One of the most fascinating artifacts of the Hollywood marketing machine was the film novelization: book versions of some of your favorite movies that started coming out in the late 1970s and hit their peak popularity in the 1980s, that most nostalgic of cinematic decades. Before VCRs, these books were a great way to take your favorite movie home with you. And now Jon Olsen is giving them new life.
Olsen is the creator/curator of Audiobooks for the Damned, a free service that takes his obsessively collected stockpile of books that are “NOW a major motion picture” and brings them to life with recorded readings — giving lovers of classic and cult films some aural pleasure.
Name a film from the treasured recesses of your childhood or teenage years and chances are it was made into a book. Gremlins? Check. Mad Max? You bet. Desperately Seeking Susan? Mmmhmm. Videodrome? Yeah. Olsen’s ties to the books are rooted just where you’d expect them to be: in his childhood. “They’re special to me because when I was younger there were a lot of films I desired to see but didn’t get to, and the novelizations were sold at the Scholastic Book Fairs and I got to spend my money there,” says Olsen. “The Harry & The Hendersons novelization is a great example. This was my favorite book as a kid, as awful as it was. My household was not conducive for me to just get to see something as violent and scary as Alien and Aliens, but through the books I could do whatever I wanted to.” And what he wants to do now is share these relics, and maybe reach some other kids whose parents are keeping them from their cinematic dreams.
“My obsession has become a mix of nostalgia and knowing in my heart that there is something artistically horrible about them, too,” he continues. “Novelizations are novels adapted from films, or early drafts of films at least, locked with short deadlines and printed cheaply and perfunctorily and end up being part of the movie’s massive marketing universe. Basically, it’s the literary equivalent of the McDonald’s cup from back in the day.”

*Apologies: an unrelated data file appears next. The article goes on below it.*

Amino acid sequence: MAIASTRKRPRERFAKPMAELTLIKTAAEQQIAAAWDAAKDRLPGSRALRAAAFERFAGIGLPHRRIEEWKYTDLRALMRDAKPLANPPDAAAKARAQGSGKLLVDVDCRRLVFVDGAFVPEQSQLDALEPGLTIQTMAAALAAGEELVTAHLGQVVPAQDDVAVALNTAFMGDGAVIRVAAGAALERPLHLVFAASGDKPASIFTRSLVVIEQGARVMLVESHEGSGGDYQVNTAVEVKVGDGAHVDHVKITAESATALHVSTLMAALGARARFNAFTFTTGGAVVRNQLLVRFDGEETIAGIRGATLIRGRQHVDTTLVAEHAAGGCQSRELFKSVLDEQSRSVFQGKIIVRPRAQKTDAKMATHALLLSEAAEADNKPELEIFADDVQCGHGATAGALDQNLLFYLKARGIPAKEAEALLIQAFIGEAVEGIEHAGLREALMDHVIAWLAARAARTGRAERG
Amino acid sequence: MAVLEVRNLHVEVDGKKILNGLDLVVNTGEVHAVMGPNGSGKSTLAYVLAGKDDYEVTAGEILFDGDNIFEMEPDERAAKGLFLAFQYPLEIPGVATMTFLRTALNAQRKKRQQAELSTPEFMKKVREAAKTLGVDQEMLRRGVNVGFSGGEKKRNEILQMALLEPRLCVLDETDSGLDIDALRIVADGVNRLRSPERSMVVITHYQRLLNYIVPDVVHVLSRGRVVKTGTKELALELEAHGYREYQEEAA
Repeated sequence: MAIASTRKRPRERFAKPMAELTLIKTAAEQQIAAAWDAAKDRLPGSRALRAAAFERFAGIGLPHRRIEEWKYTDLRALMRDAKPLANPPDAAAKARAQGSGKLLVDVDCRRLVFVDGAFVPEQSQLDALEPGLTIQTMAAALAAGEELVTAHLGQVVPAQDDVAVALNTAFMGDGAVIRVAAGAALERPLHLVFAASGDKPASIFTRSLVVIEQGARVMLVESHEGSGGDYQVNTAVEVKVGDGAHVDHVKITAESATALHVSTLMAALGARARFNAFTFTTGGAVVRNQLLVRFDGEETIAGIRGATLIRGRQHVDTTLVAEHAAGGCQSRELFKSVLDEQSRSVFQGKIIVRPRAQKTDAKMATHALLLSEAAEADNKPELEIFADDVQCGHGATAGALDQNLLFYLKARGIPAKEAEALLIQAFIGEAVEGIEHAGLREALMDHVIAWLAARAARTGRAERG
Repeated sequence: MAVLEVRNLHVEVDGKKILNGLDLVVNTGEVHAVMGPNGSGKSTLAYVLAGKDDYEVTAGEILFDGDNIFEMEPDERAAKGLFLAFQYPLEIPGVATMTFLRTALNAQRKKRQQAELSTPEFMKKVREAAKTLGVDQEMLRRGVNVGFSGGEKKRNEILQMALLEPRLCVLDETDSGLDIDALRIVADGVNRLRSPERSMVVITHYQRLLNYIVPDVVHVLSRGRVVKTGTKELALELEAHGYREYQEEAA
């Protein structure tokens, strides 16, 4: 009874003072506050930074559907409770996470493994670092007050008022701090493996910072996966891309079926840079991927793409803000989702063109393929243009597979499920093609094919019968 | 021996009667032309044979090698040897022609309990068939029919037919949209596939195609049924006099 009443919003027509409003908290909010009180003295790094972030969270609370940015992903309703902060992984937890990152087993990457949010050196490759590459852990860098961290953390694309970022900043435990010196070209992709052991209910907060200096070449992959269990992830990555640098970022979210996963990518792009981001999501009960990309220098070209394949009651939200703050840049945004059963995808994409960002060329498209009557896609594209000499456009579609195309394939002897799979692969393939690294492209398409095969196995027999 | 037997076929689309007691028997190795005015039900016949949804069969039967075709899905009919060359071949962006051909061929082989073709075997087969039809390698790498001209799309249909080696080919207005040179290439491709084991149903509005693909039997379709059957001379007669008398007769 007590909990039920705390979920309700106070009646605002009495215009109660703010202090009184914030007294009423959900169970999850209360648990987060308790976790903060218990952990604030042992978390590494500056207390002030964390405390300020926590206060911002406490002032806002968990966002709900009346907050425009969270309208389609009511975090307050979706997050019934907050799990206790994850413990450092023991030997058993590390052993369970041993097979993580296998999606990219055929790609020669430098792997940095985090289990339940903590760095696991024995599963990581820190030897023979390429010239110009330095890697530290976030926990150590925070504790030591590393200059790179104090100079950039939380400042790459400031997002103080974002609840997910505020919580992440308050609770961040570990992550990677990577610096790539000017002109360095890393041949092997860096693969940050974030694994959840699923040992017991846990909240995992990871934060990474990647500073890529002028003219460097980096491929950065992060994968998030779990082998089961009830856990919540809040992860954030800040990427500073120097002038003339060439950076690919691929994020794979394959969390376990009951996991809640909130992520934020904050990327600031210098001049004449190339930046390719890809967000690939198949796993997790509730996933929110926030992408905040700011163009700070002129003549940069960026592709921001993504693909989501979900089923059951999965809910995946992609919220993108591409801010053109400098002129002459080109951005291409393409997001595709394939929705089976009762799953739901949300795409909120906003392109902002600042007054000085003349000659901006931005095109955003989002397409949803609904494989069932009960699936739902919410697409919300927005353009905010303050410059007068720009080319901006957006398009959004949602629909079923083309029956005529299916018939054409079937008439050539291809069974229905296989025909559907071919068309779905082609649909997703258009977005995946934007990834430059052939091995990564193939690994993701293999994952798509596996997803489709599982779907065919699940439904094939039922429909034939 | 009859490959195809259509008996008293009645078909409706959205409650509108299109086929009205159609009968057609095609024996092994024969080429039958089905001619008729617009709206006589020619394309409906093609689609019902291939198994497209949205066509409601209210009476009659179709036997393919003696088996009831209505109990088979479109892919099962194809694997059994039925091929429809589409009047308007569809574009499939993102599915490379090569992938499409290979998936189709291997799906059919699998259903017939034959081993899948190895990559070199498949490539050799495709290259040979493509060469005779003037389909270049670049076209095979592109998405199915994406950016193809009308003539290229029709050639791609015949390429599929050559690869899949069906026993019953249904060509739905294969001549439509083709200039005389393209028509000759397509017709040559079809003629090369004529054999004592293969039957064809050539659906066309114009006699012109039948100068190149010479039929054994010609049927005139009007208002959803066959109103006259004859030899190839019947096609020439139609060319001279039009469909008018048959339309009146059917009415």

Sometimes those early script versions included scenes that never made it to the big screen, inadvertently becoming “director’s cuts” of sorts for listeners. And sometimes the authors were given room to riff on the story, which is what happened to the tie-in to Poltergeist. For this recording, Olsen laid down a “hidden track,” concluding the reading with his critique of the new directions that the book took from the final film. The book’s writer, James Kahn, got wind of the Olsen audiobook and thanked the series for resurrecting the tome, but only after staunchly defending his take on the film and what “crawled out of my brain." And that, says Olsen, "was certainly surreal.”
The idea of bringing these books back to life came over a Thanksgiving dinner with Austin-based pal and collaborator Amy Mullin, after Olsen's mad purchase of dozens of movie tie-in books at the closing of the Denver Book Fair, a Broadway mainstay, had netted a much sought-after copy of the novel version of Mad Max: Beyond Thunderdome. “I mentioned Thunderdome and the thought of recording a reading, and she leapt on it. I came back home with the desire to actually record E.T. The Extra Terrestrial and laid it down,” Olsen remembers. “Her first recording was actually Footloose, which she did all on her own. She would sit in her Texas back yard, drinking beer and smoking cigarettes, reading aloud while the grackles and the doves made a cacophony with descriptions of Kevin Bacon dancing his heart out.”